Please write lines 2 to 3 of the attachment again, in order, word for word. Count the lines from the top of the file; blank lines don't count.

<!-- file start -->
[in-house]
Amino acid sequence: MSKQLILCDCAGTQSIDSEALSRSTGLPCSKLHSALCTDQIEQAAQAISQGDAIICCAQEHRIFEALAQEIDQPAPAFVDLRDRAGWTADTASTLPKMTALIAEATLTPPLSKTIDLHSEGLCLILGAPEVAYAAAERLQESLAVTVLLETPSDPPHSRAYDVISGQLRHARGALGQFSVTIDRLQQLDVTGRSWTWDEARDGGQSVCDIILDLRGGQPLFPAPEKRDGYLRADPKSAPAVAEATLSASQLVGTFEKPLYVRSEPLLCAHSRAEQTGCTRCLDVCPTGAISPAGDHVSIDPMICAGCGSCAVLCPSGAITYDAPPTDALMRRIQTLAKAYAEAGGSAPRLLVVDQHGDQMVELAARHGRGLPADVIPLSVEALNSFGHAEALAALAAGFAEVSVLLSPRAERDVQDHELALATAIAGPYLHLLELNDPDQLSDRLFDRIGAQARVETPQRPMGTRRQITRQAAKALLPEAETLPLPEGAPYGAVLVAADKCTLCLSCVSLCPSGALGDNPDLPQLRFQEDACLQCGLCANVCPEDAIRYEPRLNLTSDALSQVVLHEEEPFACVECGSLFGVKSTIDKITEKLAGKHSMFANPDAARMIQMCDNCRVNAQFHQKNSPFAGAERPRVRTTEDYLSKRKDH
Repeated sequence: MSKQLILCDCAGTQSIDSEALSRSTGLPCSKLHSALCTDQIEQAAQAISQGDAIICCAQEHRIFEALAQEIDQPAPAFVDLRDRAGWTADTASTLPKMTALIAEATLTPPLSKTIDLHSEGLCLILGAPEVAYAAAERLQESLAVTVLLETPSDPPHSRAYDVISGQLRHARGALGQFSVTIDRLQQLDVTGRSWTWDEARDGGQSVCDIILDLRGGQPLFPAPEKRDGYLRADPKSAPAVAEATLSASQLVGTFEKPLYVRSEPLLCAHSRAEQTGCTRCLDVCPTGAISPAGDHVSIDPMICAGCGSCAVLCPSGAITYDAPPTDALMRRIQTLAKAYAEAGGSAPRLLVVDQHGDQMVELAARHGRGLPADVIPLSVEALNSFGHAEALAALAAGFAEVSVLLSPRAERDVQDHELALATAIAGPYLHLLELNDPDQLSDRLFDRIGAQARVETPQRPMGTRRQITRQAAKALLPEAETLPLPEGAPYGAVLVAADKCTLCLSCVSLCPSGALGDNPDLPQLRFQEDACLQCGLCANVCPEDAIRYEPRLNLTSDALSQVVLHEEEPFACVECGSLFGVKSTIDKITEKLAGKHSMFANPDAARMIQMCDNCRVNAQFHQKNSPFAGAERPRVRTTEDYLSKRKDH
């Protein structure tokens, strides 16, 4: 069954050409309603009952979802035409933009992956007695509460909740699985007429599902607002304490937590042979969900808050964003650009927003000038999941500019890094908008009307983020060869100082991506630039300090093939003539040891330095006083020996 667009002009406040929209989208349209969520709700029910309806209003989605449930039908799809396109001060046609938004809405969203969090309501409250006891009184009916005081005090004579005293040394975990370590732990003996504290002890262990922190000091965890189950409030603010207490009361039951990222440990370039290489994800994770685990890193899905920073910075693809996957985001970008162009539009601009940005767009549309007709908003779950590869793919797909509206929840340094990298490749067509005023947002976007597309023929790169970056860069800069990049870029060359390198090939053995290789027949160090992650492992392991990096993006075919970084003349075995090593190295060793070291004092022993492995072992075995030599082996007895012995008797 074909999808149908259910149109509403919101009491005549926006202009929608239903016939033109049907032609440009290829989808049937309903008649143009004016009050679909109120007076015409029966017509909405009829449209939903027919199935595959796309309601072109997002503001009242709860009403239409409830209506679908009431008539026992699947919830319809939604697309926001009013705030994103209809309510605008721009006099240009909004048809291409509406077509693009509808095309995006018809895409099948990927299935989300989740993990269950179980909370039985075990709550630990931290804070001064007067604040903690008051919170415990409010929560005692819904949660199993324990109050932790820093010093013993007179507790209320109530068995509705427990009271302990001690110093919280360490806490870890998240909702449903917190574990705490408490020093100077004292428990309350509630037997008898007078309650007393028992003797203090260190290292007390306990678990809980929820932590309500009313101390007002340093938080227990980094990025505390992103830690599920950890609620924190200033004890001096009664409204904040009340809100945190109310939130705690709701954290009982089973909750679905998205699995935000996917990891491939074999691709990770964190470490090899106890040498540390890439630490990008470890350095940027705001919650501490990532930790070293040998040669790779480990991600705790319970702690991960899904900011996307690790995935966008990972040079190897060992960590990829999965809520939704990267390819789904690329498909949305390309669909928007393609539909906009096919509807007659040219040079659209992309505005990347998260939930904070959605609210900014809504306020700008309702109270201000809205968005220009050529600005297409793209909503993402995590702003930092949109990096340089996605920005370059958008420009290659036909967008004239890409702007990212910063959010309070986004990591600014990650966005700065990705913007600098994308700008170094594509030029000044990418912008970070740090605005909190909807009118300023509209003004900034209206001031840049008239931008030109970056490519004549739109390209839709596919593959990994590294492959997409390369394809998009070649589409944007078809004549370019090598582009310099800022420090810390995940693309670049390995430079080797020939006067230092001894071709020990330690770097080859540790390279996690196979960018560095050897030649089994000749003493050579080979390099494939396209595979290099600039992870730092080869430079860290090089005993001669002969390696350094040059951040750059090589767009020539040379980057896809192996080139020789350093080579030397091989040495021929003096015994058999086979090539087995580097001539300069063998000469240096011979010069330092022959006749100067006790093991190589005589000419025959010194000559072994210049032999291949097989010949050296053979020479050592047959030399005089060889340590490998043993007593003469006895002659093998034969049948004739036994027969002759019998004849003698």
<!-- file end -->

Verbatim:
Amino acid sequence: MSKQLILCDCAGTQSIDSEALSRSTGLPCSKLHSALCTDQIEQAAQAISQGDAIICCAQEHRIFEALAQEIDQPAPAFVDLRDRAGWTADTASTLPKMTALIAEATLTPPLSKTIDLHSEGLCLILGAPEVAYAAAERLQESLAVTVLLETPSDPPHSRAYDVISGQLRHARGALGQFSVTIDRLQQLDVTGRSWTWDEARDGGQSVCDIILDLRGGQPLFPAPEKRDGYLRADPKSAPAVAEATLSASQLVGTFEKPLYVRSEPLLCAHSRAEQTGCTRCLDVCPTGAISPAGDHVSIDPMICAGCGSCAVLCPSGAITYDAPPTDALMRRIQTLAKAYAEAGGSAPRLLVVDQHGDQMVELAARHGRGLPADVIPLSVEALNSFGHAEALAALAAGFAEVSVLLSPRAERDVQDHELALATAIAGPYLHLLELNDPDQLSDRLFDRIGAQARVETPQRPMGTRRQITRQAAKALLPEAETLPLPEGAPYGAVLVAADKCTLCLSCVSLCPSGALGDNPDLPQLRFQEDACLQCGLCANVCPEDAIRYEPRLNLTSDALSQVVLHEEEPFACVECGSLFGVKSTIDKITEKLAGKHSMFANPDAARMIQMCDNCRVNAQFHQKNSPFAGAERPRVRTTEDYLSKRKDH
Repeated sequence: MSKQLILCDCAGTQSIDSEALSRSTGLPCSKLHSALCTDQIEQAAQAISQGDAIICCAQEHRIFEALAQEIDQPAPAFVDLRDRAGWTADTASTLPKMTALIAEATLTPPLSKTIDLHSEGLCLILGAPEVAYAAAERLQESLAVTVLLETPSDPPHSRAYDVISGQLRHARGALGQFSVTIDRLQQLDVTGRSWTWDEARDGGQSVCDIILDLRGGQPLFPAPEKRDGYLRADPKSAPAVAEATLSASQLVGTFEKPLYVRSEPLLCAHSRAEQTGCTRCLDVCPTGAISPAGDHVSIDPMICAGCGSCAVLCPSGAITYDAPPTDALMRRIQTLAKAYAEAGGSAPRLLVVDQHGDQMVELAARHGRGLPADVIPLSVEALNSFGHAEALAALAAGFAEVSVLLSPRAERDVQDHELALATAIAGPYLHLLELNDPDQLSDRLFDRIGAQARVETPQRPMGTRRQITRQAAKALLPEAETLPLPEGAPYGAVLVAADKCTLCLSCVSLCPSGALGDNPDLPQLRFQEDACLQCGLCANVCPEDAIRYEPRLNLTSDALSQVVLHEEEPFACVECGSLFGVKSTIDKITEKLAGKHSMFANPDAARMIQMCDNCRVNAQFHQKNSPFAGAERPRVRTTEDYLSKRKDH